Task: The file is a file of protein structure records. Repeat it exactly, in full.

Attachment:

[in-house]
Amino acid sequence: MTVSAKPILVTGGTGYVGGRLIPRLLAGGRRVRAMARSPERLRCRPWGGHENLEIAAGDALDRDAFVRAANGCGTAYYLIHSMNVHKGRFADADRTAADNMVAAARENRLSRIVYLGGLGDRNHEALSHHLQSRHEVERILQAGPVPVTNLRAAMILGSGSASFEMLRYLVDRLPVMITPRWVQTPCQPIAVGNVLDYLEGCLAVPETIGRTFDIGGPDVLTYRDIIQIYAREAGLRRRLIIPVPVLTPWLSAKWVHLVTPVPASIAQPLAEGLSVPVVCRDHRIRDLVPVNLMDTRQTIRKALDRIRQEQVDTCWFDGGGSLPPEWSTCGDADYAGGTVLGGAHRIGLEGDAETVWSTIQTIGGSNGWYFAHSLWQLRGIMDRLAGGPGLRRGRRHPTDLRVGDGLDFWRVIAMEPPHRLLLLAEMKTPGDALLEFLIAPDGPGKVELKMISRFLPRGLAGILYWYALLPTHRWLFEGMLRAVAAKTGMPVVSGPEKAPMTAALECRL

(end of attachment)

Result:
[in-house]
Amino acid sequence: MTVSAKPILVTGGTGYVGGRLIPRLLAGGRRVRAMARSPERLRCRPWGGHENLEIAAGDALDRDAFVRAANGCGTAYYLIHSMNVHKGRFADADRTAADNMVAAARENRLSRIVYLGGLGDRNHEALSHHLQSRHEVERILQAGPVPVTNLRAAMILGSGSASFEMLRYLVDRLPVMITPRWVQTPCQPIAVGNVLDYLEGCLAVPETIGRTFDIGGPDVLTYRDIIQIYAREAGLRRRLIIPVPVLTPWLSAKWVHLVTPVPASIAQPLAEGLSVPVVCRDHRIRDLVPVNLMDTRQTIRKALDRIRQEQVDTCWFDGGGSLPPEWSTCGDADYAGGTVLGGAHRIGLEGDAETVWSTIQTIGGSNGWYFAHSLWQLRGIMDRLAGGPGLRRGRRHPTDLRVGDGLDFWRVIAMEPPHRLLLLAEMKTPGDALLEFLIAPDGPGKVELKMISRFLPRGLAGILYWYALLPTHRWLFEGMLRAVAAKTGMPVVSGPEKAPMTAALECRL